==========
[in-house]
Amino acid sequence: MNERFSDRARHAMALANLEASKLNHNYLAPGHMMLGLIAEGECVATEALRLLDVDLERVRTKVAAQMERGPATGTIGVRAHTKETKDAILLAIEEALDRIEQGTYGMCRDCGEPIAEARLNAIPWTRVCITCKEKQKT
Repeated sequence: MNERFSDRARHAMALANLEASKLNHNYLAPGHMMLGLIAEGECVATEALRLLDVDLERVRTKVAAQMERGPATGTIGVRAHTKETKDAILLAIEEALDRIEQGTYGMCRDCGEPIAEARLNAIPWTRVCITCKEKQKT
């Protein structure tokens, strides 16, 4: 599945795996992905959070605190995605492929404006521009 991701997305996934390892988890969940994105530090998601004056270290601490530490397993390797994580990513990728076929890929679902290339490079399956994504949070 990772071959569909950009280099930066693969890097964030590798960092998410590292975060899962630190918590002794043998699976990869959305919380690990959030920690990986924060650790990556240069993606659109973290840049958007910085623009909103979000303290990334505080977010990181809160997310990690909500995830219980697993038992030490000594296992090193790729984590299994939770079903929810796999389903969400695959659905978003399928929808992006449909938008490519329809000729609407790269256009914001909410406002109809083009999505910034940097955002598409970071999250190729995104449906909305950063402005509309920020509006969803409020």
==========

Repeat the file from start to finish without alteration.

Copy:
[in-house]
Amino acid sequence: MNERFSDRARHAMALANLEASKLNHNYLAPGHMMLGLIAEGECVATEALRLLDVDLERVRTKVAAQMERGPATGTIGVRAHTKETKDAILLAIEEALDRIEQGTYGMCRDCGEPIAEARLNAIPWTRVCITCKEKQKT
Repeated sequence: MNERFSDRARHAMALANLEASKLNHNYLAPGHMMLGLIAEGECVATEALRLLDVDLERVRTKVAAQMERGPATGTIGVRAHTKETKDAILLAIEEALDRIEQGTYGMCRDCGEPIAEARLNAIPWTRVCITCKEKQKT
């Protein structure tokens, strides 16, 4: 599945795996992905959070605190995605492929404006521009 991701997305996934390892988890969940994105530090998601004056270290601490530490397993390797994580990513990728076929890929679902290339490079399956994504949070 990772071959569909950009280099930066693969890097964030590798960092998410590292975060899962630190918590002794043998699976990869959305919380690990959030920690990986924060650790990556240069993606659109973290840049958007910085623009909103979000303290990334505080977010990181809160997310990690909500995830219980697993038992030490000594296992090193790729984590299994939770079903929810796999389903969400695959659905978003399928929808992006449909938008490519329809000729609407790269256009914001909410406002109809083009999505910034940097955002598409970071999250190729995104449906909305950063402005509309920020509006969803409020």